Thus in bright and delicate tones she painted portraits, genre pictures depicting young girls undressed or at their toilette, landscapes, frequently with figures, in which the influence of Corot may still be detected. Then towards 1885-86 she modified her* palette. Her works reveal unforeseen effects of coloration which she had not before attempted. She shared in the tendency which led the Impressionists to give more and more accentuation to their colours. She developed simultaneously with the others, partly working out her own ideas, partly borrowing from Claude Monet and Renoir, in accordance with that practice of inter-changing methods which we have already once or twice noted in connection with the Impressionists. Her work does not lack variety. It consists, for the most part, of paintings in oil, which include her figure pictures, almost all executed in Paris; landscapes, painted chiefly at Pontoise, Compiegne, Fontainebleau, Bougival; seascapes painted on the coast of Normandy, at Nice, in Jersey, and in England. In addition she produced pastels and drawings in red and coloured chalks. She excelled especially in her water-colours, which are delightfully delicate and transparent.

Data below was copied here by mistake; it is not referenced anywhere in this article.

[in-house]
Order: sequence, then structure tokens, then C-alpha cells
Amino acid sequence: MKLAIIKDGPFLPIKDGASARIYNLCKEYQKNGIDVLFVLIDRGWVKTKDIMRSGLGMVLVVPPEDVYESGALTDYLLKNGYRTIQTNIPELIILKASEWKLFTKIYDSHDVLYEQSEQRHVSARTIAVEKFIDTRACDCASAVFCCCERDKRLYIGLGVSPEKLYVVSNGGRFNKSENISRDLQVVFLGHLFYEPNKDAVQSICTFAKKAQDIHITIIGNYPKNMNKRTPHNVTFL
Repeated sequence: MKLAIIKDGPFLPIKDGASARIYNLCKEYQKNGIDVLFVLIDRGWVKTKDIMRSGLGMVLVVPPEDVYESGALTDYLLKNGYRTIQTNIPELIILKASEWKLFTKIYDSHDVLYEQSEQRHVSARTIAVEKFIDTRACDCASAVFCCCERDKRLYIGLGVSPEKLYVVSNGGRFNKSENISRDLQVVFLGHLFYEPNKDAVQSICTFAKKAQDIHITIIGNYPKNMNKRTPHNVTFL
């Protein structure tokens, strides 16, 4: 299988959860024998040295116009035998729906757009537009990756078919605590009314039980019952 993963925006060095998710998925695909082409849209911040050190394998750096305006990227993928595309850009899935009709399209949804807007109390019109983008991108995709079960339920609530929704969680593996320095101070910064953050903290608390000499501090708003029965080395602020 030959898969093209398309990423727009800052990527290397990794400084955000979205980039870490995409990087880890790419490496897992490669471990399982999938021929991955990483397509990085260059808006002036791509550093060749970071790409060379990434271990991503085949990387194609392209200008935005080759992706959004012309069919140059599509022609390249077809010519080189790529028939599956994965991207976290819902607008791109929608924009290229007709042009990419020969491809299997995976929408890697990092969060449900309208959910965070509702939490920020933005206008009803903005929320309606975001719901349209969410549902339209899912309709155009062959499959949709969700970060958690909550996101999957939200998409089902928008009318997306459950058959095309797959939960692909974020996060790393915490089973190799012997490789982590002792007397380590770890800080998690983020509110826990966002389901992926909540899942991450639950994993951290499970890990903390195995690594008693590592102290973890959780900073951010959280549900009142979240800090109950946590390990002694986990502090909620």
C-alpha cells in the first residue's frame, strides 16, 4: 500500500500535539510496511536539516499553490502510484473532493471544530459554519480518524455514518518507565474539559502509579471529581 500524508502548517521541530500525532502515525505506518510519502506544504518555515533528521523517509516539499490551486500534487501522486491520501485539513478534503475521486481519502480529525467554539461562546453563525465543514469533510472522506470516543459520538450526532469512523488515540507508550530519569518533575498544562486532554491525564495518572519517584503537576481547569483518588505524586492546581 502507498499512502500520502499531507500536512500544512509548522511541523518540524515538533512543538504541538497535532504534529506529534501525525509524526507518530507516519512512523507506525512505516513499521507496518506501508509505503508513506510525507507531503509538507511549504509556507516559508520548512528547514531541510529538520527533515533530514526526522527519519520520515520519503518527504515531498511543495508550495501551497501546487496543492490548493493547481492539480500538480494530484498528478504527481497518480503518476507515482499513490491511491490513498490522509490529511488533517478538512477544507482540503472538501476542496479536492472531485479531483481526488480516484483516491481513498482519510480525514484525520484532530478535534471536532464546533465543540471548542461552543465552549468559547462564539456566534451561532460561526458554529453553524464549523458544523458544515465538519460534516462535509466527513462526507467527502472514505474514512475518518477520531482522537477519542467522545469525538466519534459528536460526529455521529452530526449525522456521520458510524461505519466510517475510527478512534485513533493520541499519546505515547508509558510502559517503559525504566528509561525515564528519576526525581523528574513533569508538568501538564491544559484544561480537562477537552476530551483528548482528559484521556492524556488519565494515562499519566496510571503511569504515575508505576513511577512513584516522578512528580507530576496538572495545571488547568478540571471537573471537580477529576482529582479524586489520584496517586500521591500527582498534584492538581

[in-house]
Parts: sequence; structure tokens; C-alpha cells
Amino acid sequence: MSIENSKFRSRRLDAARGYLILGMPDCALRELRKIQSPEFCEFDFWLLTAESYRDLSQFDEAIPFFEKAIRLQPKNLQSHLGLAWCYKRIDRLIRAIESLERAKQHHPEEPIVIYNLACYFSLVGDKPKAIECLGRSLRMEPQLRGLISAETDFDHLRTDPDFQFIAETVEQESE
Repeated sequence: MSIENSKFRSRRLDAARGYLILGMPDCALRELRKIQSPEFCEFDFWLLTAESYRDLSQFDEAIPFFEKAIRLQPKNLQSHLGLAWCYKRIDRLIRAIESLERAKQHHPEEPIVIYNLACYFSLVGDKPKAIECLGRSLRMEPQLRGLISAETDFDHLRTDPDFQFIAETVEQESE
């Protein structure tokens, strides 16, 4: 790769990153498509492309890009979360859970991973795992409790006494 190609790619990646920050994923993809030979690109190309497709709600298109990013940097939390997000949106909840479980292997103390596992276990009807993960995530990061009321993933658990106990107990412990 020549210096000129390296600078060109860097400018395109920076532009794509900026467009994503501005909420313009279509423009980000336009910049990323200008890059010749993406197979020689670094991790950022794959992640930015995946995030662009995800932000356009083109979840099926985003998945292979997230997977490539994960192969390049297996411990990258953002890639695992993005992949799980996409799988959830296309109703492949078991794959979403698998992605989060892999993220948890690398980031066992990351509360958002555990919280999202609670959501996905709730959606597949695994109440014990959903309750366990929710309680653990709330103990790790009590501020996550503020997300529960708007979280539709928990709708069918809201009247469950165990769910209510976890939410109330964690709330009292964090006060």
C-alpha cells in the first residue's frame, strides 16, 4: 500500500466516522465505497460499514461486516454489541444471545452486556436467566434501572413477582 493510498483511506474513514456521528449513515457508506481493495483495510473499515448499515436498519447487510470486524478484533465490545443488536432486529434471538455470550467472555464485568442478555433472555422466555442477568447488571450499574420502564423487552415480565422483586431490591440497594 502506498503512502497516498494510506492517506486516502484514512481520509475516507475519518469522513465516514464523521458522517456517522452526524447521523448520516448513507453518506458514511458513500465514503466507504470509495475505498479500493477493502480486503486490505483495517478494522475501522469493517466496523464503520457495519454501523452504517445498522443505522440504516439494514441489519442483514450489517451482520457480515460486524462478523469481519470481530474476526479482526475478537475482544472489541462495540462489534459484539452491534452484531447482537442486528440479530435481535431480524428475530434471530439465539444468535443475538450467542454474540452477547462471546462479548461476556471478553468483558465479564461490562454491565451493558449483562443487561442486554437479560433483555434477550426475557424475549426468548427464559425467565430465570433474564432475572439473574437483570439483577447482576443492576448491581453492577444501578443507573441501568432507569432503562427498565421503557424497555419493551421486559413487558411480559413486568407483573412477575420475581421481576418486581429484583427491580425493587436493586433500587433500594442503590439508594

In 1874 Berthe Morisot married Eugene Manet, the younger brother of the painter. She continued to sign her works by her maiden name after her marriage, and we will continue to call her by it. Both she and her husband had inherited considerable wealth. They lived in a house which they had built in the Rue Villejust. The rooms which they occupied included a large picture-gallery, in which Manet's works held the first place, and after them those of Berthe Morisot herself. The circle of their friends was limited but select ; the principal were the painters Degas, Renoir, Pissarro, Claude Monet, and the poet Stephane Mallarme. The latter literally worshipped Eerthe Morisot. He admired her talent as an artist, and was attracted by her charm as a woman. Owing to his exertions on her behalf, she had the great satisfaction of seeing one of her works admitted to the Musee du Luxembourg.